Test the installation (enter password when prompted):

bin/mysqladmin version -u root -p
bin/mysqlshow -u root -p
bin/mysql -e "SELECT Host,User,Password FROM user" mysql -u root -p

Populate the timezone table and restart MySQL:

bin/mysql_tzinfo_to_sql /usr/share/zoneinfo | bin/mysql -u root -p mysql
sudo service mysql51 restart

MySQL 5.5

This is more useful than 5.1 since some servers out there are still running the 5.5 branch of MySQL. But since we want to install it alongside 5.6 (and possibly the development 5.7 version), we will need to install it from source as well, again assigning it its own directory and port.

Follow the links on the MySQL website from your graphical browser on your host system to get the source code TAR file for MySQL 5.5 and save it to your shared directory we set up earlier.

Extract the archive to the working directory. Then configure, make, and install. Change directory and file names in the first set of commands as needed:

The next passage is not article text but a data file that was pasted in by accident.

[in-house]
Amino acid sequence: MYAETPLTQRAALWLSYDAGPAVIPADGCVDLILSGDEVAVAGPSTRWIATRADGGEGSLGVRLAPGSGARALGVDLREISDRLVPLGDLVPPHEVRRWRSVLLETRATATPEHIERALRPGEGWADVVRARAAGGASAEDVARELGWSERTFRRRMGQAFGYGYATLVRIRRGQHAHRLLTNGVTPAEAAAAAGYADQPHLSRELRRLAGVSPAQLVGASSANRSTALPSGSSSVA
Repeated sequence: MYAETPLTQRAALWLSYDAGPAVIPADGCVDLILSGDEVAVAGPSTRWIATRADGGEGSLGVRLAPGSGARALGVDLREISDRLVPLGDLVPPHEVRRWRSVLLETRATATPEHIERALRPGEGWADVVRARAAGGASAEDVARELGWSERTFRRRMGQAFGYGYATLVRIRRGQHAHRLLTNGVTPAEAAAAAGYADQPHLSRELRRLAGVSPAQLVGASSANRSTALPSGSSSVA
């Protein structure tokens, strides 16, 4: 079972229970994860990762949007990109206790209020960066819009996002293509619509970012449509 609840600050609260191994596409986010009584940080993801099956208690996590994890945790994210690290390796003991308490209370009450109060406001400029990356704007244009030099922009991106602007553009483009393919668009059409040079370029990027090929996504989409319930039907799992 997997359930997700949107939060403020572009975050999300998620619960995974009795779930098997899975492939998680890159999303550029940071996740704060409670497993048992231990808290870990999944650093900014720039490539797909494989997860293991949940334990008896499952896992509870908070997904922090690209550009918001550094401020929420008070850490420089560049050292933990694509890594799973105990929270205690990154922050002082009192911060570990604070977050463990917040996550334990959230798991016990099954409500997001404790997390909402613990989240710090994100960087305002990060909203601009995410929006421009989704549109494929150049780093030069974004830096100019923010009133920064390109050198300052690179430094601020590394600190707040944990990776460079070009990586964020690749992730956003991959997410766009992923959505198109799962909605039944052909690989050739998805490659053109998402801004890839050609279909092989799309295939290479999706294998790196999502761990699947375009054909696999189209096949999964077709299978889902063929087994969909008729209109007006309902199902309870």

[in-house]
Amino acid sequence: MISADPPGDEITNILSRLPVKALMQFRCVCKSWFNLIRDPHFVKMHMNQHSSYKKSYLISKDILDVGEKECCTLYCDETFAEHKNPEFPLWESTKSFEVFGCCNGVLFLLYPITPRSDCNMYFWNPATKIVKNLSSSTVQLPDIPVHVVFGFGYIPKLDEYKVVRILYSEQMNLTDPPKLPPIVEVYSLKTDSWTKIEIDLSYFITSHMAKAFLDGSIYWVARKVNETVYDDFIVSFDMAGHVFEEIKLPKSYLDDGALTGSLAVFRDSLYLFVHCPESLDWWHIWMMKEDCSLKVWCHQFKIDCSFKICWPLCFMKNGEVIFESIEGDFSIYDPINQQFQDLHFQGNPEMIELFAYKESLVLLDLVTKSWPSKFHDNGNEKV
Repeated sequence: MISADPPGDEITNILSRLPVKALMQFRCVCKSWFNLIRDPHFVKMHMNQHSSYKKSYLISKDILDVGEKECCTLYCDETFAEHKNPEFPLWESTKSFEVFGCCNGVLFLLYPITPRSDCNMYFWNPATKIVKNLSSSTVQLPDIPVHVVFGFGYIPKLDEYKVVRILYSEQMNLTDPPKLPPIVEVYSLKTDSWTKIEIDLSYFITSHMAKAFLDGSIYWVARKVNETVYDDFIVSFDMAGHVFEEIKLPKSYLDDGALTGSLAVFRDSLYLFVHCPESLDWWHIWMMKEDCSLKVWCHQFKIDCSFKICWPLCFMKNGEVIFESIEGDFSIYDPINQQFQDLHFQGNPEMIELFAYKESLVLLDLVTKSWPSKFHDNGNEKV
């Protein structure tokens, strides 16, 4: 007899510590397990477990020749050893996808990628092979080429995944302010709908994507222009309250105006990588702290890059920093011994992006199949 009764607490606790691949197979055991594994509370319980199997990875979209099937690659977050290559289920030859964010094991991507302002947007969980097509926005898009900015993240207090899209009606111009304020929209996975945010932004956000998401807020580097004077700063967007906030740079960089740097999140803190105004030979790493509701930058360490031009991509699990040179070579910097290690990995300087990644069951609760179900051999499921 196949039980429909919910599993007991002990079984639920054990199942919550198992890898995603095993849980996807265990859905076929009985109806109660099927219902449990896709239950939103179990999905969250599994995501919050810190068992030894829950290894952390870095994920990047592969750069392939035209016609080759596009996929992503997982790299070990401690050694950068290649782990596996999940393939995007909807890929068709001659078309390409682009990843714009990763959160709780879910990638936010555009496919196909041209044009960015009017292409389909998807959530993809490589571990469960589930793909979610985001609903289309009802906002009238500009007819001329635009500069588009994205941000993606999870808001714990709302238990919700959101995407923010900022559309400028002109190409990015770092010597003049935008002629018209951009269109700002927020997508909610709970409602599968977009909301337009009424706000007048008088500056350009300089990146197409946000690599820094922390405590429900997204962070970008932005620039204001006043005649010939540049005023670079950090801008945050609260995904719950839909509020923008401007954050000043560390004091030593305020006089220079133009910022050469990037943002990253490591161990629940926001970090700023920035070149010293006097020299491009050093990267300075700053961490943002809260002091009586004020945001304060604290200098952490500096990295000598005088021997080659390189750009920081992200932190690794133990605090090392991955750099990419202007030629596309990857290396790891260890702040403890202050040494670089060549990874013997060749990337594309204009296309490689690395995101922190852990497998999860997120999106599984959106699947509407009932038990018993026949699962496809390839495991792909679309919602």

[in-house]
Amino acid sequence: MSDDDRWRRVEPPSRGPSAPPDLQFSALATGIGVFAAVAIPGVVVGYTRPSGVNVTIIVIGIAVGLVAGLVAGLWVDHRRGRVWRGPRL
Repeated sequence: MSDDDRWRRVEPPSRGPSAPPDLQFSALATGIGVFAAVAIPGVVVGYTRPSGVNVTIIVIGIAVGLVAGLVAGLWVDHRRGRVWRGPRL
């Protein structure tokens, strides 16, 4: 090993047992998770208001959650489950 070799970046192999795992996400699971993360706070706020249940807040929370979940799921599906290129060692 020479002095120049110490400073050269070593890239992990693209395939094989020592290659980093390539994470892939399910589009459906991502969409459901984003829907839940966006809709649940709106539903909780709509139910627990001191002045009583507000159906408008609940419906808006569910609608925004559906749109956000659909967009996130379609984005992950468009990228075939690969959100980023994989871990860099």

cd /usr/local/src
sudo tar -zxvf /media/sf_Temp/mysql-5.5.45.tar.gz
cd mysql-5.5.45

sudo cmake . -DBUILD_CONFIG=mysql_release -DCMAKE_INSTALL_PREFIX=/opt/mysql55 \
-DCURSES_LIBRARY=/usr/lib64/libncurses.so -DMYSQL_DATADIR=/opt/mysql55/data \
-DMYSQL_TCP_PORT=3305 -DMYSQL_UNIX_ADDR=/tmp/mysql55.sock \
-DWITH_SSL=bundled -DWITH_INNOBASE_STORAGE_ENGINE=1

sudo make
sudo make install
sudo cp support-files/my-medium.cnf /opt/mysql55/my.cnf
sudo cp support-files/mysql.server /etc/init.d/mysql55
sudo chmod +x /etc/init.d/mysql55
sudo chkconfig --add mysql55 # skip if you don't want this version to load at startup
cd /opt/mysql55
sudo chown -R mysql .
sudo chgrp -R mysql .
sudo scripts/mysql_install_db --user=mysql --basedir=/opt/mysql55 --datadir=/opt/mysql55/data
sudo chown root lib/plugin
sudo service mysql55 start
sudo bin/mysql_secure_installation

You can just go with the defaults for the questions you will be asked (keep hitting <Enter>), setting the MySQL root password when requested.

Test the installation (enter password when prompted):

bin/mysqladmin version -u root -p
bin/mysqlshow -u root -p
bin/mysql -e "SELECT Host,User,Password FROM user" mysql -u root -p